Post-Judgment Modifications Require Due Diligence By Judges In NJ
- August 23, 2013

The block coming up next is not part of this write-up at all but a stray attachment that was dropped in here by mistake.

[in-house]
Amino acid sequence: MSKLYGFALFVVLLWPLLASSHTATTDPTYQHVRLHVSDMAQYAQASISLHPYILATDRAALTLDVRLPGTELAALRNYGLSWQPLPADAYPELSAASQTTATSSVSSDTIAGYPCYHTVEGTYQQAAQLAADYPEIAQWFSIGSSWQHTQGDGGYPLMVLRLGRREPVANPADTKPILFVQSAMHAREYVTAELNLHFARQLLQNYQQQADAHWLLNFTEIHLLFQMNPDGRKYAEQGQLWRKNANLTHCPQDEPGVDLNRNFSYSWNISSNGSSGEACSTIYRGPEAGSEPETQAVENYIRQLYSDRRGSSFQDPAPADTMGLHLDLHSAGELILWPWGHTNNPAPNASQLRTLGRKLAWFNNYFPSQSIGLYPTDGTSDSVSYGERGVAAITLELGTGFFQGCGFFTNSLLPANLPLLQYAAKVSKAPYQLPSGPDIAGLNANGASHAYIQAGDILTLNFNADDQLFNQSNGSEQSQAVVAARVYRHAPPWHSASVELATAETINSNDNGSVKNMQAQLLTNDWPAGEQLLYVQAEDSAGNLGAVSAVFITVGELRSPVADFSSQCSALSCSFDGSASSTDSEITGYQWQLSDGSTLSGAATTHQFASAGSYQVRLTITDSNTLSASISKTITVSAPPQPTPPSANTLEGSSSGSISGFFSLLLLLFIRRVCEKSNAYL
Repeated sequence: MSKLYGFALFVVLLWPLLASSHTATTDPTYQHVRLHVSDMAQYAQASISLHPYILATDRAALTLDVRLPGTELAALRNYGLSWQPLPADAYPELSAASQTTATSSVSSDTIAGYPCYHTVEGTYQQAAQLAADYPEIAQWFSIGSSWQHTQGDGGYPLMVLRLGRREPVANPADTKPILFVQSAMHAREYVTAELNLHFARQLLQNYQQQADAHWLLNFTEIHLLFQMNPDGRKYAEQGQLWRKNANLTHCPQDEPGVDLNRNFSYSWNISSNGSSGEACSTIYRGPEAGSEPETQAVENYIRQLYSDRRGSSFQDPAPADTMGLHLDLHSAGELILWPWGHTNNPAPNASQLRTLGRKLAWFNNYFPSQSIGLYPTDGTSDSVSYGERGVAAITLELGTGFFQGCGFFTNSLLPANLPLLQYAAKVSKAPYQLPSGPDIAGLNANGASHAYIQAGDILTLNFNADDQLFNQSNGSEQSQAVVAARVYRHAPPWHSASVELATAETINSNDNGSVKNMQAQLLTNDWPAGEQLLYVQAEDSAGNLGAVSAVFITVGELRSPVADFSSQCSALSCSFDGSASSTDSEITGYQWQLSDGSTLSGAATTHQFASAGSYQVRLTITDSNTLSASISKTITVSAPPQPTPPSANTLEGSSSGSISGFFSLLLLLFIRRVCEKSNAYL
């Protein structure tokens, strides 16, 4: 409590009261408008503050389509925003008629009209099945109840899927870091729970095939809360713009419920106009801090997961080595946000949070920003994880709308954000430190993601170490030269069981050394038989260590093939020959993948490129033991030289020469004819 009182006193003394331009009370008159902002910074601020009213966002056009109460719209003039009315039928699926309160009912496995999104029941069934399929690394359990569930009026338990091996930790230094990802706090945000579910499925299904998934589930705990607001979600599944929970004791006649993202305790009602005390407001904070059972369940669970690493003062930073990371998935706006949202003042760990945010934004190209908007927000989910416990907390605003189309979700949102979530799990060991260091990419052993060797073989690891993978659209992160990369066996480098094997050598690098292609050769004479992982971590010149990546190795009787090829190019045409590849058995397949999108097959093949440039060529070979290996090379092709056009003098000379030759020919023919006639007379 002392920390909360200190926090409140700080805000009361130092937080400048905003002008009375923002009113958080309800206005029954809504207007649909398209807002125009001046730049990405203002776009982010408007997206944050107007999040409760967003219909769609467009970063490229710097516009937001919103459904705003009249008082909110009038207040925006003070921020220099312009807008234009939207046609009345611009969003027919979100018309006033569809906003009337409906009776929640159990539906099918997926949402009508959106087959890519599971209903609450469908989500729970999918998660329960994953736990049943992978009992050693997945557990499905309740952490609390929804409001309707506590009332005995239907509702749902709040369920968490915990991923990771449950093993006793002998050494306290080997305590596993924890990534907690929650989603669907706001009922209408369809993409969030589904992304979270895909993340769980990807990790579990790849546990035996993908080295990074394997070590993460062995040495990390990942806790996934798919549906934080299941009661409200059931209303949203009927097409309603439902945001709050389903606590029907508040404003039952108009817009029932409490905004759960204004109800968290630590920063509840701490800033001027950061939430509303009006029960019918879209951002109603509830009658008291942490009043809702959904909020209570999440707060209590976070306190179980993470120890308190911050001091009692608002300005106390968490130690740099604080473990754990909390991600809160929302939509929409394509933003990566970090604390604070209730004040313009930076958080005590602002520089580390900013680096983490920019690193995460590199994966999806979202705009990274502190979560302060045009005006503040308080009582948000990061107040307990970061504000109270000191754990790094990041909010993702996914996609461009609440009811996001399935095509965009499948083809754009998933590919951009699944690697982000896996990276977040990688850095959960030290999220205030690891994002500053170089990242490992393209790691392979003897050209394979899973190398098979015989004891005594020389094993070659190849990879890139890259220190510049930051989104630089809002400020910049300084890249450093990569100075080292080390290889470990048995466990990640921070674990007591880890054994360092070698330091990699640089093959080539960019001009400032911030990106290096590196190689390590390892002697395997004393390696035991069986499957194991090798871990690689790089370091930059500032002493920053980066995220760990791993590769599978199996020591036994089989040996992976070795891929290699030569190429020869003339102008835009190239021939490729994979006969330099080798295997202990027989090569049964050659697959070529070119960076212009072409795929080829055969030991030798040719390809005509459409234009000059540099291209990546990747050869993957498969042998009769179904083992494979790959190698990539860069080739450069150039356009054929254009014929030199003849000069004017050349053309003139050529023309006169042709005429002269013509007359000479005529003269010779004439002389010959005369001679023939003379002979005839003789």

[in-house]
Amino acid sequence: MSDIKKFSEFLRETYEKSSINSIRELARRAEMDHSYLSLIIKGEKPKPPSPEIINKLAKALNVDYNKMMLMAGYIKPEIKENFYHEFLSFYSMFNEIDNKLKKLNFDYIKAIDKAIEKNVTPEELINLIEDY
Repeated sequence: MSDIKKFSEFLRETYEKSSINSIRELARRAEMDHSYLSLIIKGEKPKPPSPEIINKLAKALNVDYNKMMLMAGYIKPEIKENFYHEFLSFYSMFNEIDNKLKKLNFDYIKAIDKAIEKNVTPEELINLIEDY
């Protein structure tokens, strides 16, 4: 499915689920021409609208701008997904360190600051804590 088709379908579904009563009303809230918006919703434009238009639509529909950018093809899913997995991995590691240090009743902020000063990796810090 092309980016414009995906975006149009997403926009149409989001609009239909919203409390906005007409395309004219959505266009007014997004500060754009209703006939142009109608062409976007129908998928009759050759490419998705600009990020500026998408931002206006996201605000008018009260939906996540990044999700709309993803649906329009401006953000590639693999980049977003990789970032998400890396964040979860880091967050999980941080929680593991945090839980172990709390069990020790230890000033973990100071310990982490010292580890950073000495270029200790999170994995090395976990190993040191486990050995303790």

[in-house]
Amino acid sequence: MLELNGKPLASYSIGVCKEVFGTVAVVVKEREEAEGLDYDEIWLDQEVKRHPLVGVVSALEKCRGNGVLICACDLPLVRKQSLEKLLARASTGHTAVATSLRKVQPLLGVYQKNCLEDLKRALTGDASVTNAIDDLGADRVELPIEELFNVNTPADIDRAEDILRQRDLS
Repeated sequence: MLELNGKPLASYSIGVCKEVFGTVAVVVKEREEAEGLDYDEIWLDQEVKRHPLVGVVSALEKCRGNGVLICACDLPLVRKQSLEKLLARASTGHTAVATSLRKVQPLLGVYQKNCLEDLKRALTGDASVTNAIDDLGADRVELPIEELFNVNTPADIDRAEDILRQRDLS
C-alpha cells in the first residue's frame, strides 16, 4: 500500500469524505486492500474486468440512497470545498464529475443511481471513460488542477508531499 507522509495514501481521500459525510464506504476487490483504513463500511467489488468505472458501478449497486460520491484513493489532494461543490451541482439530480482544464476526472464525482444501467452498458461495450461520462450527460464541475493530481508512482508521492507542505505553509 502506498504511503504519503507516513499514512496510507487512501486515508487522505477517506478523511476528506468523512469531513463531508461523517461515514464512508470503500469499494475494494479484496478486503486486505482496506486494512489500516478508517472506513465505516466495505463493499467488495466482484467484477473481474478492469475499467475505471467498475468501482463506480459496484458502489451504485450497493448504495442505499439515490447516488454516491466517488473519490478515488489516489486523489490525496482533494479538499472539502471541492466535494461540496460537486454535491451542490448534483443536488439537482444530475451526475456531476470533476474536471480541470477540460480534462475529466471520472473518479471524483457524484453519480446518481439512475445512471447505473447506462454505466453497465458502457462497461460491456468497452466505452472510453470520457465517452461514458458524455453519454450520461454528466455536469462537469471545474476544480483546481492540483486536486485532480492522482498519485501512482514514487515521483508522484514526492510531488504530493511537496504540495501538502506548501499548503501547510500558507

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Motions for post-judgment modification require a judge to make findings of fact similar to those made in the underlying cause of action. When submitting motions for post-judgment modification, the substance and amount of proof of a litigant’s position makes the difference in whether a motion will be considered by the court and also what the court’s finding will be. In a recent case, Olt v. Olt, a defendant was able to prove changed circumstances as is required for the court to consider his motion for modification of child support. However, the defendant was dissatisfied with the result obtained when the judge granted his motion. Defendant worked within the home health care industry and could not find similar employment. The judge made no findings of fact related to the defendant’s documentation regarding other employment the defendant may have attempted to obtain and imputed income based on what the judge seemed to believe was defendant’s voluntary unemployment. Additionally, the judge considered work related child care costs to the plaintiff in making the decision regarding the child support amount. The cost of $9,000 was utilized by the court for plaintiff’s work related child care cost amount in the calculations but no findings of fact were made by the judge as to the reason for the $9,000 figure. Much as the litigants are required to submit adequate proof, the judge is required to make adequate findings of fact. In this case, where the reasoning behind the decision of the judge as to certain facts was not sufficiently established by the record, the NJ Appellate Division granted the Defendant’s appeal and remanded the decision to the NJ Superior Court for the judge to reconsider the findings. If you are contemplating a motion for post-judgment modification or defending against a motion for modification, you should seek experienced legal counsel to make sure you obtain the relief you are entitled to. For more information on divorce, dissolution, child support, alimony or other family law matters in New Jersey visit HeatherDarlingLawyer.com. This blog is for informational purposes only and not intended to replace the advice of an attorney.